Today’s The Australian has a feature on British philosopher John Gray who arrives for the Sydney Writers Festival in a week’s time. Gray is not to be confused with Dr John Gray who writes about men and women as if they come from different planets, neither of which support life. The Sydney-bound Gray has also been accused of not supporting life. His straight talking and profoundly original thinking in books such as “Straw Dogs” has seen him labelled erroneously as a misanthrope. But the reason Gray doesn’t like big ideas because they lead to “big casualties”. Gray is a post-anthropist, recording likely future extinction with scientific insensitivity. He will be in Sydney to promote his new book Black Mass: Apocalyptic Religion and the Death of Utopia in four events at the festival between May 19-25.
One of John Gray’s most vehement critics is Francis Fukuyama, still best known for his 1992 work “The End of History and The Last Man”. The book’s elegiac title alone should have endeared Fukuyama to Gray. But Gray had no time for Fukuyama’s theory that the end of the Cold War marked a total victory for the idea of liberal democracy.
Both men have their political contradictions. Gray has in his time supported the Tories, then New Labour and now wishes a plague on both their houses. After establishing his reputation, Fukuyama joined the powerful People for New American Century (PNAC) in the late 1990s. PNAC backed the winning horse (after a protest) in the 2000 election and most of the key positions in the Bush Administration were filled by PNAC members. Behind the scenes, Fukuyama and PNAC were key advocates of linking Iraq to 9/11. Inexplicably, Fukuyama changed course in 2002 and began distancing himself from the neo-cons. By 2006 he was saying that history will not judge the Iraq War or “the ideas animating it” kindly.
Back in 1995, Gray interviewed Fukuyama for the then new “Prospect” magazine. Fukuyama had just released his follow up to The End of History called “Trust: The Social Virtues and the Creation of Prosperity”. In that book Fukuyama explored the social factors that created prosperity and how they could be harnessed. Gray called him a “theorist of global economic rivalry and, perhaps, of American decline.” The second-generation Japanese immigrant bristled at the latter prospect.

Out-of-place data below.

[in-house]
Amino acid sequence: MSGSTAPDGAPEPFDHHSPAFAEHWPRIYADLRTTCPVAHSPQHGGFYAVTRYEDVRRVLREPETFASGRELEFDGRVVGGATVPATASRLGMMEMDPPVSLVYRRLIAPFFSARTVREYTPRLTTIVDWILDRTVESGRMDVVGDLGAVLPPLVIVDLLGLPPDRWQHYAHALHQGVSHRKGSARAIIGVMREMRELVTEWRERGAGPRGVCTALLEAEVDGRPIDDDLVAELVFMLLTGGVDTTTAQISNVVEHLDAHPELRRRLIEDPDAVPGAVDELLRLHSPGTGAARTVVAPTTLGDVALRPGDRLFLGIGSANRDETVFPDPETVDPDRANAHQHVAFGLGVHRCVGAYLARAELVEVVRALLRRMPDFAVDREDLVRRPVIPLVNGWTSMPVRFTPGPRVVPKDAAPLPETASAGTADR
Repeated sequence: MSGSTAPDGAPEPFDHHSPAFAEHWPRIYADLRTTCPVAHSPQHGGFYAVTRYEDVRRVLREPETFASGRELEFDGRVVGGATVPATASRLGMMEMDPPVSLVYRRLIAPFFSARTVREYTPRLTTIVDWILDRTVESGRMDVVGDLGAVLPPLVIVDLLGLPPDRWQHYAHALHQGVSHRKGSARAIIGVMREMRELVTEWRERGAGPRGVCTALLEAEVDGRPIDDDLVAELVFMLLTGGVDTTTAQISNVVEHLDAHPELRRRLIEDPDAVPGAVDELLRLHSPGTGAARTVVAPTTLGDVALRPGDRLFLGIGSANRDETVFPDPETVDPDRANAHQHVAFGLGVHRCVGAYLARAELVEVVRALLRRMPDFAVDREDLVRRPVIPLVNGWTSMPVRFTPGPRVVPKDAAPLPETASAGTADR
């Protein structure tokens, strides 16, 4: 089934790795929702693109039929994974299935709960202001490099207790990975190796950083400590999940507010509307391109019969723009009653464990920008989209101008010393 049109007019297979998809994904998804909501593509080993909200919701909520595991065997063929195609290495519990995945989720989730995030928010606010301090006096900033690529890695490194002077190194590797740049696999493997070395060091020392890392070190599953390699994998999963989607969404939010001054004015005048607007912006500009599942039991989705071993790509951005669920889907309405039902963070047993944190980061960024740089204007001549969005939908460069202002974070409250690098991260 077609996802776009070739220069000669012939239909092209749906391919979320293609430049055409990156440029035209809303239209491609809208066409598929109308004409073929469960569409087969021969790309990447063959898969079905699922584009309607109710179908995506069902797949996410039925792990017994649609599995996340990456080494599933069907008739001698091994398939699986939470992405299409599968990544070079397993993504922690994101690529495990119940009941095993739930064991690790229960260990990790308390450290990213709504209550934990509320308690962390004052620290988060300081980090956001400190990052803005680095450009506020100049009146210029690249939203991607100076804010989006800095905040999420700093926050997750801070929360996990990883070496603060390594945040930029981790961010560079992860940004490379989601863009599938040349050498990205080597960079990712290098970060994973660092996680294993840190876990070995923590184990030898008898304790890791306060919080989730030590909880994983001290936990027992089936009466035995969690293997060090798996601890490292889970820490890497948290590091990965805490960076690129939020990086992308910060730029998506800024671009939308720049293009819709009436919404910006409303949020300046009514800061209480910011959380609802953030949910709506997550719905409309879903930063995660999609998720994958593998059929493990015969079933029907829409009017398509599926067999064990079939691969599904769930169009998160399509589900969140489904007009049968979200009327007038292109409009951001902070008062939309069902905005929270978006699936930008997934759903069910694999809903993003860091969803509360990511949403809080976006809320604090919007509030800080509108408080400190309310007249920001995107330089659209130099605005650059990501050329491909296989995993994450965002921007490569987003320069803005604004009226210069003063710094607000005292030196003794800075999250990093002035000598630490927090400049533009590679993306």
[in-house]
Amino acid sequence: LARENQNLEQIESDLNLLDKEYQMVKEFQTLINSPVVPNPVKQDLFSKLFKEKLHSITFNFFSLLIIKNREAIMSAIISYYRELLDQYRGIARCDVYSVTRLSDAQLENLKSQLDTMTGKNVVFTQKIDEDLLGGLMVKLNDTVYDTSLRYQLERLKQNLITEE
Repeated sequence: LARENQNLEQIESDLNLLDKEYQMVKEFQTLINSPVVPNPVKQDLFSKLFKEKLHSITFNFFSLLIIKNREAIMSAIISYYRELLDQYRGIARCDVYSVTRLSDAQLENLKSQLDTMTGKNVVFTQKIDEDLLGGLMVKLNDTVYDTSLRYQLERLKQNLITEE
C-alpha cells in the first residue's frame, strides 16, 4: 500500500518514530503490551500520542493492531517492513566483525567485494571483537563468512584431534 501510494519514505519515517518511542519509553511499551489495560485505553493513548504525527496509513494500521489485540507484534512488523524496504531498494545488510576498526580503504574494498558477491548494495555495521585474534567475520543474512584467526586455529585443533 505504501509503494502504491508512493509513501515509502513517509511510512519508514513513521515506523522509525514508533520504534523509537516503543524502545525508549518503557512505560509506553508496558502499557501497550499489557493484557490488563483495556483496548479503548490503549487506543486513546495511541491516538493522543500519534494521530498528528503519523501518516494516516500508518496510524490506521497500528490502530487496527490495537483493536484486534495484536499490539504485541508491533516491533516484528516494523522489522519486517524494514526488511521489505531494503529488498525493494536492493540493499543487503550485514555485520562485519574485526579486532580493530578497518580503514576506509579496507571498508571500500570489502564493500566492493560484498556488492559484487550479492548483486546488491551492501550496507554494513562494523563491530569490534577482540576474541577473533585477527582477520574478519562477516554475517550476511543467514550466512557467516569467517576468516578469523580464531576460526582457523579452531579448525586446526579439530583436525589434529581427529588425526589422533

In his 1999 work “The Great Disruption”, Fukuyama described Gray as an inheritor of the “Burkean critique of the Enlightenment.” Fukuyama described Gray as the logical follower of the 18th century Irish statesman and orator Edmund Burke. Burke was the MP for Bristol at the time of the French Revolution. He was a Whig but as Tory as they come. Burke excoriated the French Revolution as a human disaster. The Revolution, like the Enlightenment that caused it, sought to replace traditional rules with rational ones.
Fukuyama saw these qualities in Gray. Fukuyama said Gray’s reaction to the fall of the Berlin Wall (a pivotal event in his own End of History schema) was that it laid bare the internal contradictions of the Enlightenment. Gray’s 1995 book “Enlightenment’s Wake” said the victory of capitalism in Berlin led to higher crime rates and social disorder in the US. The self-interest of capitalism reinforces the process by placing self-interest ahead of moral obligation and a tragedy of the commons occurs. Society survives only on a limited human capital that is running out and not being replenished.
Himself veering further to the right as the 1990s wore on, Fukuyama disagreed with the assumption that human capital could not replenished. Fukuyama pointed out that both crimes against violence and property were on the wane since 1992, falling dramatically especially in the big cities of New York, Chicago, Detroit and Los Angeles. In New York, crime levels are now at the levels they were at before they exploded in the 1960s. Fukuyama calls the period of the 1960s to the 1990s the “Great Disruption” when society underwent the greatest structural change. He says a new social order is now emerging from the chaos because we are all biologically hardwired to forge bonds.
Gray believes that Fukuyama’s ideas proved irresistible to the right because they painted a seductive picture of capitalism as an unstoppable force of nature. Gray proved better at predicting the course of history than Fukuyama when he said it would quickly resume in the shape of ethnic, religious and resource wars. He knew that a non-ideological approach would be needed to deal with the conflicts to follow the victory of liberal democracy. But in Gray's eyes the Enlightenment was still culprit. He sees Al Qaeda as an inheritor of the same post-Enlightenment revolutionary tradition as communism, Nazism and neo-conservatism. Al Qaeda can mean "the base" but can also mean "the database". Knowledge is indeed power in Gray's book.